A/ Folder structure

Lets look at the sample folder structure used thoughout this blog post for our sample component ggv2.custom-comp.logging:

~ <– Your environment
├── GreengrassDev/
│ ├── deployment.json
│ └── components
│ └── ggv2.custom-comp.logging
│ └── recipes
│ └── ggv2.custom-comp.logging.yaml
│ └── artifacts
│ └── ggv2.custom-comp.logging
│ └── 1.0.0
│ └── src
│ └── script.py
│ └── main.py
├── GreengrassCore <– GreengrassCore installation
└── README.md

Next to the GreengrassCore directory, which gets created during installation of the AWS IoT Greengrass Core software, we create a GreenrassDev directory with the subdirectory component, which contains the folders recipes and artifacts. For our artifacts, it is important that the structure adheres to artifacts/<componentName>/<componentVersion>.

B/ First deployment including AWS IoT Greengrass CLI

To make use of the AWS IoT Greengrass CLI, we have to create a deployment.json file with the following content:

{
“targetArn”: “arn:aws:iot:<region>:<account-id>:thing/<thing-name>”,
“deploymentName”: “gg-iot-ggv2-bp-deployment”,
“components”: {
“aws.greengrass.Nucleus”: {
“componentVersion”: “2.5.3”
},
“aws.greengrass.Cli”: {
“componentVersion”: “2.5.3”
}
}
}

Replace the placeholders for your region, account, and thing-name with your actual values. In the following examples, we assume the region is eu-central-1, the account-id is 123456789 and the name of the core device is aws-iot-ggv2-bp-core. You also have the possibility to target groups of core devices in your deployment, which makes it easy to keep software on multiple devices up to date, which is one of the features launched with AWS IoT Greengrass v2 to improve the customer experience. So in the deployment.json file, the targetArn can point to the Amazon Resource Name (ARN) of a thing or a group.

To create a deployment to the cloud, we use the AWS CLI to create a deployment:

$ aws greengrassv2 create-deployment –cli-input-json file://deployment.json

Check in the Console (or Logs) to see if the deployment was successful.

C/ Development helpers: environment variables and functions

Let’s define all the important aspects around our component, its version, and folder structure:

$ export COMPONENT_NAME=”ggv2.custom-comp.logging”
$ export COMPONENT_VERSION=”1.0.0″
$ export RECIPE_DIR=”~/GreengrassDev/components/${COMPONENT_NAME}/recipes”
$ export ARTIFACT_DIR=”~/GreengrassDev/components/${COMPONENT_NAME}/artifacts”

To simplify our local development process, we create two helper functions. Helper function gg_deploy takes the exported variables and creates a deployment for our specified COMPONENT_VERSION. The second helper function gg_delete, deletes any previously deployed component-version. Instead of updating the versions with every new deployment, we delete the previously deployed component-version with this function, which allows us to deploy the new version using the same specified COMPONENT_VERSION thereafter. In both functions we use the AWS IoT Greengrass CLI deployment create commands with different parameters.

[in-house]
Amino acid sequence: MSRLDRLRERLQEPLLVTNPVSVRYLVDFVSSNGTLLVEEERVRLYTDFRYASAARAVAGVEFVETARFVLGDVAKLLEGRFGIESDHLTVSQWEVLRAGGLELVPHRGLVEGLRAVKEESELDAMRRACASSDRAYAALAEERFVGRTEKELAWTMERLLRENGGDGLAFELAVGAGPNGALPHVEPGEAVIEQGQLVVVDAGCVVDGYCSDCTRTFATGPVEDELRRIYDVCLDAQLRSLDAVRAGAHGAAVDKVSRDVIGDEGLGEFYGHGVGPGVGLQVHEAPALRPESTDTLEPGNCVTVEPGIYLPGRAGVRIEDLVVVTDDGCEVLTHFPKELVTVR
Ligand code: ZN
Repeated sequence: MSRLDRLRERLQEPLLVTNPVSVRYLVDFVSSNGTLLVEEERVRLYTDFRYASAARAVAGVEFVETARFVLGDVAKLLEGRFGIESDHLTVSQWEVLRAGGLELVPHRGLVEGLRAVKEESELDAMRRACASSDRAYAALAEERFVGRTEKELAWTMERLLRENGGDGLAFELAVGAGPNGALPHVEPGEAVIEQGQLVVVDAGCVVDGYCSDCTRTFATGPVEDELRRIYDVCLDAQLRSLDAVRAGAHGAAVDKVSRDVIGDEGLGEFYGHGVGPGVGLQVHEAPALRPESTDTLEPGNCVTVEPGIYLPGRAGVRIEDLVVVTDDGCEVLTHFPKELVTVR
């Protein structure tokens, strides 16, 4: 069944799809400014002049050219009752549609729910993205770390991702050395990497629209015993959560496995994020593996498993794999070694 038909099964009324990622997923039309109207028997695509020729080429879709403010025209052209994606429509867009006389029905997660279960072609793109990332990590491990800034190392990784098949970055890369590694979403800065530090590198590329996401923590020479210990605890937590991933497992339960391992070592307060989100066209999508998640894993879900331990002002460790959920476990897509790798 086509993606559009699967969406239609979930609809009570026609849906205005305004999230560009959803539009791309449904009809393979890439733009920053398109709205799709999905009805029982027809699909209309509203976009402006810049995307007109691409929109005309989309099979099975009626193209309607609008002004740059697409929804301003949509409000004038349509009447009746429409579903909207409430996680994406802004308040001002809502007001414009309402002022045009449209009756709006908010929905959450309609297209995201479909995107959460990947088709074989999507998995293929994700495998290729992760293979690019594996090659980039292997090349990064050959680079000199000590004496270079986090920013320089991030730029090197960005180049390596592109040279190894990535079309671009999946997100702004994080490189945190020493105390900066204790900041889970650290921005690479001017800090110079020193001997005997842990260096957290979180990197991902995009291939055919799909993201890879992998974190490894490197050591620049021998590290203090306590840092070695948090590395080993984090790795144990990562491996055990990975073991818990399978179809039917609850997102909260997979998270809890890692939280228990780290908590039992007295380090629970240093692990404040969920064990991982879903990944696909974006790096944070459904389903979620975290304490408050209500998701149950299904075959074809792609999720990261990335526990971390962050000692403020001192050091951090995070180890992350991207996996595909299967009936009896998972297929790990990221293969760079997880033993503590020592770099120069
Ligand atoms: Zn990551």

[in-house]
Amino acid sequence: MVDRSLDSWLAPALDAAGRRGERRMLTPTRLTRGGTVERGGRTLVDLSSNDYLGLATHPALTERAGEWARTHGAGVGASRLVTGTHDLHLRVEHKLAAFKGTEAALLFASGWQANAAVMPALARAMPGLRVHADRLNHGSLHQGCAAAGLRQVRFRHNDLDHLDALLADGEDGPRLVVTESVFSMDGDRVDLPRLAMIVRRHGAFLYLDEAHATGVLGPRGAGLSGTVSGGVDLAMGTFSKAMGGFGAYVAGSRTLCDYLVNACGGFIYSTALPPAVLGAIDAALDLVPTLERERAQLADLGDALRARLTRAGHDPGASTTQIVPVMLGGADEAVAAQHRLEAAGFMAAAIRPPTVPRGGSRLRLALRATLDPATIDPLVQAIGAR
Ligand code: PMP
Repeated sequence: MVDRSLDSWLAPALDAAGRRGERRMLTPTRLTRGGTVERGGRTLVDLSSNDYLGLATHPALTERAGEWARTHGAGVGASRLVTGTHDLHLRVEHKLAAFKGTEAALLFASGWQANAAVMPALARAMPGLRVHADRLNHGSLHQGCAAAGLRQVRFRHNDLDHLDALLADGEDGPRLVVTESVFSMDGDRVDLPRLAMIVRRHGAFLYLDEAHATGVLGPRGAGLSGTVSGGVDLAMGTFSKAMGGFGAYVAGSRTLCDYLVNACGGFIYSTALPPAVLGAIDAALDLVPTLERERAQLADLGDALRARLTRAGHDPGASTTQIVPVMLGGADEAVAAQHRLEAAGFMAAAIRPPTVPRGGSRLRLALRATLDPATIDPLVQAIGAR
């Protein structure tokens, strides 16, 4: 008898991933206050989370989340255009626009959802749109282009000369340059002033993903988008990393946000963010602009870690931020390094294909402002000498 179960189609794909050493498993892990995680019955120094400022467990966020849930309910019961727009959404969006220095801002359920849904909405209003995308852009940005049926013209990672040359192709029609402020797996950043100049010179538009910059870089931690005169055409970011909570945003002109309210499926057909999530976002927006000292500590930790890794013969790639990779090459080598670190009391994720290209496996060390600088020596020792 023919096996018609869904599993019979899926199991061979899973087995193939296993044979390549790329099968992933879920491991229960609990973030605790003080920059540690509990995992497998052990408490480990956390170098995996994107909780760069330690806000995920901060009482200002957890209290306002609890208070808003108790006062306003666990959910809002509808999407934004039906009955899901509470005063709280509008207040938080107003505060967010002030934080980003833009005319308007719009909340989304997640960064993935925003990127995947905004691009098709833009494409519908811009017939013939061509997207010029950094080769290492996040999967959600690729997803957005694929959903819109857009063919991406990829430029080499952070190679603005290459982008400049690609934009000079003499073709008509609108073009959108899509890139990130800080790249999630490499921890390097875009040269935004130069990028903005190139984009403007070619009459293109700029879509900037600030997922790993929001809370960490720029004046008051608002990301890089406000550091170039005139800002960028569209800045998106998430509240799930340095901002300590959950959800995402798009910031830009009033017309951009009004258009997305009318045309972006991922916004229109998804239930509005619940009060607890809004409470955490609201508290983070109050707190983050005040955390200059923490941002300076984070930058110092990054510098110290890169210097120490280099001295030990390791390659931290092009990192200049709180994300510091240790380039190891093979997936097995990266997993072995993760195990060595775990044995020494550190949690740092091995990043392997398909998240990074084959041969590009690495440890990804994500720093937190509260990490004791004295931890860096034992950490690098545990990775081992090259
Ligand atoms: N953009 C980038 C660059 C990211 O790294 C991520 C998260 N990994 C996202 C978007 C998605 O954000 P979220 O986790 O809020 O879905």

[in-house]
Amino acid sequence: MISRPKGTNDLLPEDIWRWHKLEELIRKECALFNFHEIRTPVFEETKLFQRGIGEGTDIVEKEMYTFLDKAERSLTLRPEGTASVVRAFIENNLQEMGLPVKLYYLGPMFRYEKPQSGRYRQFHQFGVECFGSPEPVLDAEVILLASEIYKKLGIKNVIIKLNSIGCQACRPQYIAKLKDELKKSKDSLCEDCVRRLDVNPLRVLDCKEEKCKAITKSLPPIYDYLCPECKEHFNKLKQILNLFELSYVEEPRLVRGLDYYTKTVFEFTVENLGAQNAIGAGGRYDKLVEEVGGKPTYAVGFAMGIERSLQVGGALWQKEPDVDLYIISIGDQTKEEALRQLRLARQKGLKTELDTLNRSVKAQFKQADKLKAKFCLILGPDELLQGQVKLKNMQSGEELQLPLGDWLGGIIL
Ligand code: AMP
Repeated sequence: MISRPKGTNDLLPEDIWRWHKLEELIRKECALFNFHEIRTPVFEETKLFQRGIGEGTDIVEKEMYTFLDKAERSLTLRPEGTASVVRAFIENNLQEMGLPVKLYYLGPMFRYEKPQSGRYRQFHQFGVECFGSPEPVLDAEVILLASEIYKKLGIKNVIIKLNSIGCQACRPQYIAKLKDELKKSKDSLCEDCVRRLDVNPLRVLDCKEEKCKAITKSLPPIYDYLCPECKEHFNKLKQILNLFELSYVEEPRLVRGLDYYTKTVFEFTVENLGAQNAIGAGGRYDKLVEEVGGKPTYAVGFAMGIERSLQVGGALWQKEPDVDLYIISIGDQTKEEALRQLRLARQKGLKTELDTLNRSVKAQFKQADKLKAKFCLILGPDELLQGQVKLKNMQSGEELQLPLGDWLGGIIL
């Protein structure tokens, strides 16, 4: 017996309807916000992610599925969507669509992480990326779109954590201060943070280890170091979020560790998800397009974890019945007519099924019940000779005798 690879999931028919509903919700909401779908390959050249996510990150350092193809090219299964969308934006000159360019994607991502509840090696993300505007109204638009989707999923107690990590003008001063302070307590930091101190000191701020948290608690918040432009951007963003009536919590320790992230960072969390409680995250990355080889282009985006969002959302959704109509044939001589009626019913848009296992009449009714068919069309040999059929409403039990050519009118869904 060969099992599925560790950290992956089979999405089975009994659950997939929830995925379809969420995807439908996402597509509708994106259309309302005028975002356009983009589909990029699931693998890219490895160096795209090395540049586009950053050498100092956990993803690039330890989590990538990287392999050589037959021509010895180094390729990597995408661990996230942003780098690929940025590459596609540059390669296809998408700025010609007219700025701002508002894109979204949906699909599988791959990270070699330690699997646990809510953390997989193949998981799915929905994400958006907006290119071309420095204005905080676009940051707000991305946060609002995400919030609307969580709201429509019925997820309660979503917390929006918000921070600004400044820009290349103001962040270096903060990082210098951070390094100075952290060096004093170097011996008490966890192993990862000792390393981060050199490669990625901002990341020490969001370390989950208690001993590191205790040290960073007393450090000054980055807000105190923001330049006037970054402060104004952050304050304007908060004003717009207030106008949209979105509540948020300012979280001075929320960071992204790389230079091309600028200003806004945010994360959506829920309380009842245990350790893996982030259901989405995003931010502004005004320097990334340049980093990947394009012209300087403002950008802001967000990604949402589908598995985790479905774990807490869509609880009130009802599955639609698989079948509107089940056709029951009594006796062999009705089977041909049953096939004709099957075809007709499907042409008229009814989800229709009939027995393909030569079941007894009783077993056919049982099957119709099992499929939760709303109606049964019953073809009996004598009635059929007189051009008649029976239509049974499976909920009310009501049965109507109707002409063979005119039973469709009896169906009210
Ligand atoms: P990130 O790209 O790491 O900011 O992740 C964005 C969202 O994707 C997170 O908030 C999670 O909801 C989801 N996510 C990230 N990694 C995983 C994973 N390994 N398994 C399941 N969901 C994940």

#Deploy-Helper-Function
$ gg_deploy(){
sudo /greengrass/v2/bin/greengrass-cli deployment create
–recipeDir $RECIPE_DIR –artifactDir $ARTIFACT_DIR
–merge “$COMPONENT_NAME=$COMPONENT_VERSION”;
}

#Remove-Helper-Function
$ gg_delete(){
sudo /greengrass/v2/bin/greengrass-cli –ggcRootPath /greengrass/v2 deployment create
–remove “$COMPONENT_NAME”;
}

Let’s have a look into the files in our artifacts (~/GreengrassDev/components/artifacts/ggv2.custom-comp.logging/1.0.0) folder, which are our main.py and the script.py, which is placed in our src folder. The code in script.py looks like this (this is a simplified example):

import datetime
import time

def loopfunction():
while True:
message = f”Hello! Current time: {str(datetime.datetime.now())}.”

# Print the message to stdout.
print(message)

time.sleep(1)

As well as our main function in main.py:

import sys
import src.script as helloworld

def main():
helloworld.loopfunction()

if __name__ == “__main__”:
main()

Also, the content of your recipe file ggv2.custom-comp.logging.yaml is:


RecipeFormatVersion: “2020-01-25”
ComponentName: “{COMPONENT_NAME}”
ComponentVersion: “{COMPONENT_VERSION}”
ComponentDescription: “Sample Component”
ComponentPublisher: “Me”
Manifests:
– Platform:
os: linux
Lifecycle:
Run: “python3 -u {artifacts:path}/main.py”

An example process for our component, with two changes that happen incrementally, could look like this:

# Substitute the right component name and version into the recipe file
$ sed -i ‘s/{COMPONENT_NAME}/'”$COMPONENT_NAME”‘/g’ $RECIPE_DIR/$COMPONENT_NAME.yaml
$ sed -i ‘s/{COMPONENT_VERSION}/'”$COMPONENT_VERSION”‘/g’ $RECIPE_DIR/$COMPONENT_NAME.yaml
# Deploy-Helper-Function
$ gg_deploy
# Do changes to the script.py
$ gg_delete
$ gg_deploy
# Do changes to the script.py and the recipe file
$ gg_delete
$ gg_deploy
# Once we are done and happy with our developed version, we can deploy using the cloud
# I recommend using a last gg_delete to avoid a mismatch in versions
$ gg_delete

This concludes the segment on local development. We create the component in the cloud and deploy it to the core devices.

3) Create the component in the cloud and deploy to core devices using the AWS IoT Greengrass Development Kit (GDK)

To ease the development process for custom components, AWS published the AWS IoT Greengrass Development Kit (GDK) CLI, which is available open source under the Apache-2.0 license. It helps you create, build, and publish custom components. Refer to the links for the prerequisites when using the AWS GDK CLI, as well as the installation process.